I will not be surprised if some people reacted with cynicism, suspicion, denial and/or near rebuttal to this submission. But this is my personal opinion, one that I hope readers will allow time to read, think through and digest before dismissing entirely. There is something unique about the Ibos that Nigeria continues to undermine, minimize and undercut at her own peril. Nigeria needs the Ibos for its renaissance. Its time we quit deceiving and deluding ourselves. The Ibos are not as dispensable as we imagine. If we disabuse our minds, bypass our prejudices and honestly confront the truth about our many ethnic groups, it is not difficult to see that the Ibos are exactly what Nigeria needs to be for an African Renaissance. Ibos have proven themselves in Nigeria as the most astute, committed, unyielding, over-powering, dogged, hardworking and enterprising ethnic group. If you are tempted to deny this assertion, think of Lagos and who is making Lagos work, think of Abuja and who is keeping things in motion, think of your closest town, in my case, Calabar, Ogoja and Ikom, and it is the Ibos driving commerce and with it life in general.

The Ibo man/woman is not waiting to be gifted anything or to have someone determine his/her altitude. He/she wants and fights constantly to determine his/her destiny, his/her altitude, but most importantly, his/her attitude. Think of how Ibos executed the civil war relying mostly on their imagination, innovation and weapon building skills, while the Nigerian Military depended wholesomely on foreign made weapons. Such wholesome dependence has remained the paralyzing and crippling force depressing and demotivating us from unleashing our creative potentials. 55 years after independence and we are still an overwhelmingly consuming economy. Think of our local spare parts manufacturers and Ibos will undoubtedly lead the way. This is no mere coincidence. The Ibos have something the rest of Nigeria must embrace. Time is ripe to start taking Ibos seriously. Time is ripe to address the injustices they have endured and time is ripe to move beyond the civil war mindset and allow Ibos to lead Nigeria at least once. Time is up to seek in the words of Former President Obasanjo, constructive and creative dialogue between our various ethnic groups, while accommodating our socio-cultural and religious differences. Like him I agree, we do not need another war. Nigeria can’t survive the potential human and financial cost of another war. We are still reeling from the effects of the past war. We will be best served if we worked to reconcile our differences and stick together as one Nation. With General Gowon, we must sing the unity anthem “One Nigeria is a task that we ought to do”. Only a united Nigeria can lead Africa, only a united Nigeria can command the World’s respect, only a united Nigeria can thrive while providing a model for the rest of Africa. I conclude by inviting all non-Ibos to try to accommodate the possibility of an Ibo presidency and an Ibo mindset as we match towards a Nigerian renaissance. May God bless the Federal Republic of Nigeria.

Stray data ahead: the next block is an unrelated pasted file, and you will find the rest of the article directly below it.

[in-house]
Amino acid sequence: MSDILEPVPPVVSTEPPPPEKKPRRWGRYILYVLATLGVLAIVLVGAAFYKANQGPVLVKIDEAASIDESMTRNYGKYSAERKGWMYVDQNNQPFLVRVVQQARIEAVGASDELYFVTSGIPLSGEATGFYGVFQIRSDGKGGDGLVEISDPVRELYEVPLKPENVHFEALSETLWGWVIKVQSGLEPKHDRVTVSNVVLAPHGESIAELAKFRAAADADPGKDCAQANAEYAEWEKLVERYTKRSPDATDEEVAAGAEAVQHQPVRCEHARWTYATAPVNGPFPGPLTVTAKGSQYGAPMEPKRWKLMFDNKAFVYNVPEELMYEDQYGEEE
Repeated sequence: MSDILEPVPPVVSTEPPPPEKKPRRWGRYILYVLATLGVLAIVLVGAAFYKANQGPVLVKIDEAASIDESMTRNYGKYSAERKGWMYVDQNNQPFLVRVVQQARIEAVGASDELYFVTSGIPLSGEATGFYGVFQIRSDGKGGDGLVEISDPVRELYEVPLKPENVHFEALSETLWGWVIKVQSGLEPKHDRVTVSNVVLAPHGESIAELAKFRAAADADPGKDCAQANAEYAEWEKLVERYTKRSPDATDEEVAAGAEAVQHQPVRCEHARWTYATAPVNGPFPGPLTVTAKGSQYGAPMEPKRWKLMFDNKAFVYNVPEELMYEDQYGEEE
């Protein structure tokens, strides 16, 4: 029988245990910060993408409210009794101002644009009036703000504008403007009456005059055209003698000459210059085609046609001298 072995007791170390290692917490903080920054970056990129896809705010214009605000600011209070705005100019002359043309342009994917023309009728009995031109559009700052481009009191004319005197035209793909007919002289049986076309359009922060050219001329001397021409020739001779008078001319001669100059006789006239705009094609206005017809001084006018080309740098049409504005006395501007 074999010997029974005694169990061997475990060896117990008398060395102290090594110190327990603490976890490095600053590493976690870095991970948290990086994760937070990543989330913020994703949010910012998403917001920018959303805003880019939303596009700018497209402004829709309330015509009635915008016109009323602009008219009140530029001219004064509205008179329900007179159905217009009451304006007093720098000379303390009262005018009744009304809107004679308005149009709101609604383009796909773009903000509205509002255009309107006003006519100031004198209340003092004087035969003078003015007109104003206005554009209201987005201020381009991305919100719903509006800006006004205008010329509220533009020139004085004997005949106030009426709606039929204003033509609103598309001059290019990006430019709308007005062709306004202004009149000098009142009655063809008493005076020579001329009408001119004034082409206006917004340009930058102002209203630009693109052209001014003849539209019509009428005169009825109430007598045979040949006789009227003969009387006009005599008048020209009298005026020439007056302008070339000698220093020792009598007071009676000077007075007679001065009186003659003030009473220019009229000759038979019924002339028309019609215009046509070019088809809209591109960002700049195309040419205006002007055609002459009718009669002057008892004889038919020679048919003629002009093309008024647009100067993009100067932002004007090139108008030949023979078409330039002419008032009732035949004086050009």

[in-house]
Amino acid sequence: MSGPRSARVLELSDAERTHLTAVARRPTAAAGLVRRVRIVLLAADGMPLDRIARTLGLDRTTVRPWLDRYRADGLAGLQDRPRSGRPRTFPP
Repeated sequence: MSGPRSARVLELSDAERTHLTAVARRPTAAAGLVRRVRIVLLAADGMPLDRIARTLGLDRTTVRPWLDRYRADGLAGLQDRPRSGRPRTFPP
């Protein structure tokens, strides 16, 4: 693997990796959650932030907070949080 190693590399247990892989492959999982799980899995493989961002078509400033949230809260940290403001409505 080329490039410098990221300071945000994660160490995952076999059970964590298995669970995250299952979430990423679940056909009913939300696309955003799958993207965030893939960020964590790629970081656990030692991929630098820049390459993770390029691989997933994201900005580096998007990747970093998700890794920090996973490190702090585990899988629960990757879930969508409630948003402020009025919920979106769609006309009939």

Philip Paul Tah, a Roman Catholic priest wrote in from New York, USA.